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8.9 SQ Episode 18 – The Great Velocity Experiment – Part 1

October 31, 2010

Podcast Feed

Do you feel the need for speed?

Physics of Velocity

What is velocity?  Why not call this podcast – “Quilting Speed”?

Velocity is noted as speed and direction

What is speed?  Speed is the distance you travel and the amount of time it takes you to do so.

Velocity in physics is measured as both instantaneous and average.

Instantaneous velocity is the speed and direction you are at any given moment

Imagine you are driving  – or will be. Getting in your car, turning the key, you notice the car starts at rest.   

A velocity of zero.

You accelerate to a certain speed.  At any given instant between zero and your final speed your spedometer would read something different. An instantaneous velocity.

If you want to look at your average velocity during that same time period, consider the entire time period you were moving.  Then take your beginning speed, and your ending speed (going in the same direction) and take the average of the two. 

In our car, we are moving compared to the ground.

Compared to the ground.  A frame of reference.  The most common frame of reference is the ground.

If we were driving in a 4 lane highway, how fast do we appear to be driving compared to another car going faster?

Let’s say the other car is going faster, in the same direction we are. 

We’ll fall behind the other car, right?  We’re going to be late to the party. Hey, wait for us!

Doesn’t it appear that we are going backwards to the other car? 

We know we’re not going backwards, we can see we’re making progress forward compared to the ground, but making less progress compared to the faster car. 

But if you could see what your friend’s kid could see, looking back, seeing our slower car from the faster car’s perspective, our car would look like it is leaving us.  And the kids can make faces at us.

We can also have a negative velocity if we are considered to be ‘going backwards’ from where we intend to go.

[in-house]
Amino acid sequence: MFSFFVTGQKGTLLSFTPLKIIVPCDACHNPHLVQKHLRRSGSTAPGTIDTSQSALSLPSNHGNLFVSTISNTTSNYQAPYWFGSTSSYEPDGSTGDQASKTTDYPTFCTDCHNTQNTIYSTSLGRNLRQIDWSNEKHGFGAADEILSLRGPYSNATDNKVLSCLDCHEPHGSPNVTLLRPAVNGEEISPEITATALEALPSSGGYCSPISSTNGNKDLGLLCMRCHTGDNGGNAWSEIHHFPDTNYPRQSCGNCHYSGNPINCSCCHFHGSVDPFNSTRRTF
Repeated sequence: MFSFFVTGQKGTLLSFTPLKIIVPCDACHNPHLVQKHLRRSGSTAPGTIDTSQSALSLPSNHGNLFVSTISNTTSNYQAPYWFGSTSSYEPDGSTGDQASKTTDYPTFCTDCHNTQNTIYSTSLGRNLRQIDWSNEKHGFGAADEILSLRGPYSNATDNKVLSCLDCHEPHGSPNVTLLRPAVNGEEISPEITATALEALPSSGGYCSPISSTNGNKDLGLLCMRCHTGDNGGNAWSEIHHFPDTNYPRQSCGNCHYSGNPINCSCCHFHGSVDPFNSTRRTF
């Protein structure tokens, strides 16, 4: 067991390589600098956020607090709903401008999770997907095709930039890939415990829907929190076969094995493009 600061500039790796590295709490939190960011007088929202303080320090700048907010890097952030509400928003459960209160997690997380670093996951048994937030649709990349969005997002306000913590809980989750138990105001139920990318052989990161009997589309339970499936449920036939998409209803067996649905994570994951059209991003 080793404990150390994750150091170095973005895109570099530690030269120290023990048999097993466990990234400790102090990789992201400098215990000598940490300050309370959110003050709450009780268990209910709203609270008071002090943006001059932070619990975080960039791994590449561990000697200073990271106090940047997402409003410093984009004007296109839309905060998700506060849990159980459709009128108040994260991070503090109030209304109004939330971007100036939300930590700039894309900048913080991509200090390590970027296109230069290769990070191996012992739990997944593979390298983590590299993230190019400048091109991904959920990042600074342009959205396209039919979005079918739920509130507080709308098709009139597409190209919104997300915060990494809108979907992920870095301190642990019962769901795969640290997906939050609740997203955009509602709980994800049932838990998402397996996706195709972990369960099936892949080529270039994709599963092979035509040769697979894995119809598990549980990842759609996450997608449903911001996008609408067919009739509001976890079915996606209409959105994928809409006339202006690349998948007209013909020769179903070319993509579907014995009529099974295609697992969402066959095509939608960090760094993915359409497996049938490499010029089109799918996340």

We can have a negative velocity compared to other vehicles.

So the study of velocity in physics starts you thinking about your speed, your direction, type of velocity measurement and your frame of reference, and these major terms can be applied to quilting.

  

Experimental Results

I’ve set up a separate page on my blog for the Great Velocity Experiment

I’ve created my own small scale experiment that measures the average velocity of a set number of strips.  And you can play along!  It’s easy.

You’ll really only need a number of strips or blocks that need sewing, a method to sew them, a timer, how many blocks or strips you have, and the length of 1 block or strip.

It is also nice to know what machine you use, what width of blocks you’re sewing (I found it makes quite a bit of difference), and you have to try to be accurate too!

Further details in the link above and in the show.  I am also including it on the side bar, and if I can figure out how to post a widget for you guys with blogs, I’ll let you know.

You DON”T HAVE TO DO any of the math, except to tell me the specifics I ask for, which the most math is measuring your block and counting the number of blocks, and I’ll do all the rest of the math for you!  What a deal!

And if you’re overseas and use meters instead of inches/yards (silly US system we have set up here), let me know that too.

I’ll do a giveaway to a lucky random person who participates! (Details to follow)

Wrap up

A few notes to wrap up part 1 of this podcast

THANK YOU for reaching out to me!!!  Thank you thank you thank you!

If you want some books I recently ‘read’ (listened to) about the brain and decisions (logical side and emotional side):